Meanwhile, Clear Channel Communications, again in its infinite wisdom, fired Ric Chetter, and moved Bad Dog and Tim Spencer to afternoons, while bringing in a morning show named Free Beer and Hot Wings, 5 guys syndicated out of the Great White North, whose humor about hockey games is about as relevant to the Mid-South as hunting moose. [The program bombed miserably.]
Bad Dog took this change in his usual good-natured stride, happy to be back with his old partner-in-crime, Tim.
Then, last Thursday, Bad Dog took a turn for the worse. He was rushed to Methodist University Hospital in Downtown Memphis, where he passed away from an aneurysm, brought about by his Leukemia.
In an interview with the Commercial Appeal, Bad Dog made this comment about his battle against Leukemia and his love for the kids at St. Jude:
When I see what they are going through, I have no reason to complain. They are so young and have so much pain. I’ve lived a blessed life. If I died tomorrow, I’d go with a smile on my face.
He also, in his usual big-hearted, gentle way, left a statement to be released after his death:
I have gone to be with God and he is holding me tightly and I am surrounded by many of the Ronald McDonald’s House kids. Do not say you have lost a friend… One is only lost when you don’t know where they are… you know where I am. I thank each and every one of you for your support and prayers. I love all of you and that will never go away. When you are having a bad day… think of my laugh or a Twilight phone or the time we met. None of us is guaranteed tomorrow, make every day great, be the spiritual leader of your family. May peace be with you. Your friend, Bad Dog.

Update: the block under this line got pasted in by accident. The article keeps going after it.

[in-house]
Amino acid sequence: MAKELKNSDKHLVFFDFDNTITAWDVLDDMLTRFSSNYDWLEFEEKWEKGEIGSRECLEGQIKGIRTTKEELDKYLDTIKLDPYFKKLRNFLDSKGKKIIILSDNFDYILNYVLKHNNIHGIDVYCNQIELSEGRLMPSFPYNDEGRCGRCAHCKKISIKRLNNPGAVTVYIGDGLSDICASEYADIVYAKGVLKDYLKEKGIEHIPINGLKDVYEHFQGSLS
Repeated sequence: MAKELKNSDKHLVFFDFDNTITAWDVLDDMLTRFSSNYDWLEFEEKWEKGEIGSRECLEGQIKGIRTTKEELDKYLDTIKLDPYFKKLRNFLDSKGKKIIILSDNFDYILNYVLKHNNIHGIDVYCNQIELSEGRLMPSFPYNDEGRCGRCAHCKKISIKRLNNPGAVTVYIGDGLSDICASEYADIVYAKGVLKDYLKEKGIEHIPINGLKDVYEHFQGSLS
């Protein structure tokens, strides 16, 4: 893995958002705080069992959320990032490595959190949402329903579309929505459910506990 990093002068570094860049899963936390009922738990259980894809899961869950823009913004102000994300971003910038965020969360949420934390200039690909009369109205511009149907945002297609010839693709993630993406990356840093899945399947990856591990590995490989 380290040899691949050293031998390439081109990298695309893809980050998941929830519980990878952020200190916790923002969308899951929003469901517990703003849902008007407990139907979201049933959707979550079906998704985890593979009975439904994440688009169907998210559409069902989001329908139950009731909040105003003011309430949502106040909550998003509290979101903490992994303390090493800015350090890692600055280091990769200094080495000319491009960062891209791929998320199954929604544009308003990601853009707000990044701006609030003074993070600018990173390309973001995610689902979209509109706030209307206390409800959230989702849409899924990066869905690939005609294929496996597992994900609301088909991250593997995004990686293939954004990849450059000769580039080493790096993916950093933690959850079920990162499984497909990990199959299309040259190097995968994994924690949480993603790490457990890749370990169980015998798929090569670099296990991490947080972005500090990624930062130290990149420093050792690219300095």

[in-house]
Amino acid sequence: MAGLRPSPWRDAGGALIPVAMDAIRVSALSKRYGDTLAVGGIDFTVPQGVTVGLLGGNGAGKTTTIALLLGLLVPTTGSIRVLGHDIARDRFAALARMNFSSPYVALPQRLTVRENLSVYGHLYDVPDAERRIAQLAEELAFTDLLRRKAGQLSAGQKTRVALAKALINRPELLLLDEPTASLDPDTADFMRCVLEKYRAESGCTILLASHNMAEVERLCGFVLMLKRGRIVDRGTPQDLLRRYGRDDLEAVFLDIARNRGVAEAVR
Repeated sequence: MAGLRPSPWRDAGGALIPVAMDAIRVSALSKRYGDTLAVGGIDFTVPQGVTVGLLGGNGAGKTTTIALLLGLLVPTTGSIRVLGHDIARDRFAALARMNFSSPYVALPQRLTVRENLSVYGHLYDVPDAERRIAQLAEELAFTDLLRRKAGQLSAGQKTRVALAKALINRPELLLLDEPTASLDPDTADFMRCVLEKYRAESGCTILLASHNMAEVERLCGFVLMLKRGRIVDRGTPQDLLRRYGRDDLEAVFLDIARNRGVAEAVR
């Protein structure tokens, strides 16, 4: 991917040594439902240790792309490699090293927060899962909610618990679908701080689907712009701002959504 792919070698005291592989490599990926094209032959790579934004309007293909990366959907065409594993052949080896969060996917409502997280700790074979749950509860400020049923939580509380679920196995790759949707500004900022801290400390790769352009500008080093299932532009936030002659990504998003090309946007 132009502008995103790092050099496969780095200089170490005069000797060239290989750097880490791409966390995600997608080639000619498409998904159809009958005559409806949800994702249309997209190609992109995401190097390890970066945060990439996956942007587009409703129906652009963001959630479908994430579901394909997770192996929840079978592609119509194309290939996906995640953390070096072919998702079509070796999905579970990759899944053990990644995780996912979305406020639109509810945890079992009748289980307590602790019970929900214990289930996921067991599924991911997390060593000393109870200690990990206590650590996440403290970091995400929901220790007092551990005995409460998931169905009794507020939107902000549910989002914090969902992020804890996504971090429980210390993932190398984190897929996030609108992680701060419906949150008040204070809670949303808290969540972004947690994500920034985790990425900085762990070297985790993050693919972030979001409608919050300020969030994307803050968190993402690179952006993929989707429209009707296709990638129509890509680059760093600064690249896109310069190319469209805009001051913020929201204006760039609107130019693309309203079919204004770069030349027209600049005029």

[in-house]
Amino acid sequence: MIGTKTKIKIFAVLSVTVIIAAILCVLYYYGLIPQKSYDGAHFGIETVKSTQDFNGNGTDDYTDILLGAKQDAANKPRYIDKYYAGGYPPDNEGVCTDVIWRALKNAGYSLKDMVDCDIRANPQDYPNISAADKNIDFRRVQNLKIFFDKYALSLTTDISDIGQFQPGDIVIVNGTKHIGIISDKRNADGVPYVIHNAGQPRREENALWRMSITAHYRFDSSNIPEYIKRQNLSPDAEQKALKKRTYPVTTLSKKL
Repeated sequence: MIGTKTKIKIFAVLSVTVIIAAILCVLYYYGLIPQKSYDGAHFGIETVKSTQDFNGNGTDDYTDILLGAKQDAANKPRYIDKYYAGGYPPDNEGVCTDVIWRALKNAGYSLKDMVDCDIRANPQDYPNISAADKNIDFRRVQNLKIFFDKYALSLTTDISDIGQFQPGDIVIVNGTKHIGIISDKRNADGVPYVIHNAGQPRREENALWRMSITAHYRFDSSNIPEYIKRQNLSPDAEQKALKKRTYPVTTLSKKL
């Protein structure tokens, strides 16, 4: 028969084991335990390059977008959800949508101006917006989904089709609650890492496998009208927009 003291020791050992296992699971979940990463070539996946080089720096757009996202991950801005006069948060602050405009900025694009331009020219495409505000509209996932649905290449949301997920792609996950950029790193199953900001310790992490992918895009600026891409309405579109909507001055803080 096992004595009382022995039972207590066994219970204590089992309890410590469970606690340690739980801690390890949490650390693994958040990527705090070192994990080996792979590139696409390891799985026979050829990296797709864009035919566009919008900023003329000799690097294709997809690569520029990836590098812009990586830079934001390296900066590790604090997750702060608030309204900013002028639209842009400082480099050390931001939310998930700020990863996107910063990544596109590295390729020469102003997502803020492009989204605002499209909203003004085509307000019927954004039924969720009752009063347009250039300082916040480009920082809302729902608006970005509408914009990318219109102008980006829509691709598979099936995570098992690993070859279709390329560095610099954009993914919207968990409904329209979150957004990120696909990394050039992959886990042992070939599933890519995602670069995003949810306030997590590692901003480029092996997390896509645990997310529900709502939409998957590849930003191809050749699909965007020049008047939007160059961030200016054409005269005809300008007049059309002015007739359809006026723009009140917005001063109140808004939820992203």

John”Bad Dog” McCormack, 55, leaves behind his two sons, Buck and Tucker, a huge family, and thousands of fans.
As one of those fans, please allow me to say thank you, Bad Dog, for brightening up a lot of dreary mornings.
A sign currently [now 6 years ago] on display outside a local jewelry store says it all:
BAD DOG MADE MEMPHIS A BETTER PLACE.
Until He Comes,